Trapped in the ice
The story of that event and the eventual evacuation of the passengers onboard by Chinese helicopter to the Australian icebreaking ship Aurora Australis became worldwide news at the time.
I was the doctor and photographer on that Australasian Antarctic Expedition (AAE) and found myself at the center of what became a media storm. Unfortunately, that drama rather overshadowed the reasons behind our expedition journey south to the white continent.
The AAE was a science-based expedition from the University of New South Wales, Australia that relied on private funding from paying passengers and university grants.
The aim was to travel to the area of Commonwealth Bay in East Antarctica to repeat and compare scientific observations with those made by an Australian geologist and explorer Sir Douglas Mawson, who first landed there 100 years earlier with the ‘original’ AAE.
On what must have been the Edwardian equivalent of today’s space travel, Mawson and his team had established a base hut there at Cape Denison — a location that has now been proven to be one of the windiest places on Earth. Over the following two years, the team made important oceanographic, geological, and meteorological measurements. An example of such measurements is illustrated in the image below (left) where a member of the expedition is firing a dart into the skin of a seal to collect full thickness skin and fat samples that can then be analyzed to assess nutrition and chemical exposure status.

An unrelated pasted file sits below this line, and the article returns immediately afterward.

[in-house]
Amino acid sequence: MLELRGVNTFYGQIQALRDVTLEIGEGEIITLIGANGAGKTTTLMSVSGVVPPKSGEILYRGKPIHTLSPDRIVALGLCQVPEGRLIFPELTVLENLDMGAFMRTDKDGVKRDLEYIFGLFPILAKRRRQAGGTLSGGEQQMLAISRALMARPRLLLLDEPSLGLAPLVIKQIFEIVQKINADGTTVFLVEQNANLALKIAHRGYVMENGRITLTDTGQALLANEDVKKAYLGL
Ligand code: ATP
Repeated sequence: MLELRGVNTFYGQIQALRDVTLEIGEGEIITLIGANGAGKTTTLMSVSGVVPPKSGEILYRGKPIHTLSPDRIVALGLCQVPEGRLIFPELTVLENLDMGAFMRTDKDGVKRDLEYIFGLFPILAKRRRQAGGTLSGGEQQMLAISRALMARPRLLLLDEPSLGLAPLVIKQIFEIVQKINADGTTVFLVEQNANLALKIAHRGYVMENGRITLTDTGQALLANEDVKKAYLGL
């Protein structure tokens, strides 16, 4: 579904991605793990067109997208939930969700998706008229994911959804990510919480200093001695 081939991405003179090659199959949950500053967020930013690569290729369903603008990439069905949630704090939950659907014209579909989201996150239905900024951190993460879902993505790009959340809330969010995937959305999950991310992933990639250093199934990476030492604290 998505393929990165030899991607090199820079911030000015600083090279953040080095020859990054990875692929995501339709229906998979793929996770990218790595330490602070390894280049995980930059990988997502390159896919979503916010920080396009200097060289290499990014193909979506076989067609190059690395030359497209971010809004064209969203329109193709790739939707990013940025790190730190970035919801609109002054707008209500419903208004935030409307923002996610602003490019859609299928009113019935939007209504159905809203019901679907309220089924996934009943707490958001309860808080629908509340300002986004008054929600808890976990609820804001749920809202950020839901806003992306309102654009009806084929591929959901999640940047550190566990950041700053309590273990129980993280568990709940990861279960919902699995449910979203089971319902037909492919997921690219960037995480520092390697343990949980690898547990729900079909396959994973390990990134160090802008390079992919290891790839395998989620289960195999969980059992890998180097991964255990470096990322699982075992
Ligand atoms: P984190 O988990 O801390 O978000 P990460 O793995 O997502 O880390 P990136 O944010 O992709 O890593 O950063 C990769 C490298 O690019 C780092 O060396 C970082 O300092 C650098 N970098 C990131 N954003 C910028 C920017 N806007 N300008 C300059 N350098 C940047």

Clearly, we had more creature comforts than Mawson and his men, yet visiting the coast of East Antarctica is still a difficult proposition, and it felt very remote, geographically speaking. The desolate landscape with its multi-hued, blue ice features and the intense, 24-hour light of such a southern latitude made for a wonderful, yet challenging environment in which to photograph.
Antarctica is undoubtedly a beautiful place, but one that changes remarkably in mood with the weather. Delightfully inquisitive penguins are a constant presence at the edge of the ice, and their charismatic personality means I never tire of photographing them.
Much is still unknown about the frozen continent, partly because of its incredibly harsh conditions, and along with the expedition’s findings, my photographs were intended to help focus attention on the scientific investigation into climate change in Antarctica.
I’m a believer in sustainable tourism to Antarctica. By controlling access and overseeing rules designed to minimize the environmental impact of visitors there is the opportunity to allow people from all corners of the globe to safely experience the beauty of these landscapes and wildlife in this special continent.
The International Association of Antarctic Tourism Operators (IAATO) provides regulatory oversight of the mostly ship-based tourism to this important continent, and all ships must provide educational content as part of their tourist charter.
This exposure to teaching from experts while out in the field and the first-hand, raw experience of this remarkable continent serves to imprint upon visitors the importance of Antarctica to the Earth as a whole, especially when it comes to the continent’s vulnerability to the impacts of a changing climate directly linked to man’s activities.
On returning home, I felt better prepared and inspired to speak up on behalf of the white continent and to help spread the message to others that Antarctica is a place we must protect at all costs.